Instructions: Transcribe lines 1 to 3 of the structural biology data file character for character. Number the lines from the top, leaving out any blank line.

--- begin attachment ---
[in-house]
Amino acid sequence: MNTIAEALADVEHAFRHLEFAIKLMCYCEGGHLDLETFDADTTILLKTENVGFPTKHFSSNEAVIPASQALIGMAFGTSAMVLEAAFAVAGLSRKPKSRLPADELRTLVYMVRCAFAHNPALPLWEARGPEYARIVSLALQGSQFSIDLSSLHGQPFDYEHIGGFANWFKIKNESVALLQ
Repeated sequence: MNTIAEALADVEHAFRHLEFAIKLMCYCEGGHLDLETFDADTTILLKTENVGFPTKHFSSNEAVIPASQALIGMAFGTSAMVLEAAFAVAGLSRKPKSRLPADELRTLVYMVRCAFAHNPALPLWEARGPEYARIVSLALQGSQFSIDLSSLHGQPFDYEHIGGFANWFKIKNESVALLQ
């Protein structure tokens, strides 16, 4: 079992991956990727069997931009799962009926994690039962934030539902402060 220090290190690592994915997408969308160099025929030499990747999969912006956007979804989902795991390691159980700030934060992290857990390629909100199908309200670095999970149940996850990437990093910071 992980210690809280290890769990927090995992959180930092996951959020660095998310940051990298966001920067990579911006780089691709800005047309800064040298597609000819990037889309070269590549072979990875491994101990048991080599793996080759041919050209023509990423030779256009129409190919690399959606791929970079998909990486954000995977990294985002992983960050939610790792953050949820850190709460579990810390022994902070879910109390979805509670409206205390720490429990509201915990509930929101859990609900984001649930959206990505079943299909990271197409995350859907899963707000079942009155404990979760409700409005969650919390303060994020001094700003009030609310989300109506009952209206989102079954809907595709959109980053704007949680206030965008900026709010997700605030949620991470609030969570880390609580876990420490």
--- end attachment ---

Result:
[in-house]
Amino acid sequence: MNTIAEALADVEHAFRHLEFAIKLMCYCEGGHLDLETFDADTTILLKTENVGFPTKHFSSNEAVIPASQALIGMAFGTSAMVLEAAFAVAGLSRKPKSRLPADELRTLVYMVRCAFAHNPALPLWEARGPEYARIVSLALQGSQFSIDLSSLHGQPFDYEHIGGFANWFKIKNESVALLQ
Repeated sequence: MNTIAEALADVEHAFRHLEFAIKLMCYCEGGHLDLETFDADTTILLKTENVGFPTKHFSSNEAVIPASQALIGMAFGTSAMVLEAAFAVAGLSRKPKSRLPADELRTLVYMVRCAFAHNPALPLWEARGPEYARIVSLALQGSQFSIDLSSLHGQPFDYEHIGGFANWFKIKNESVALLQ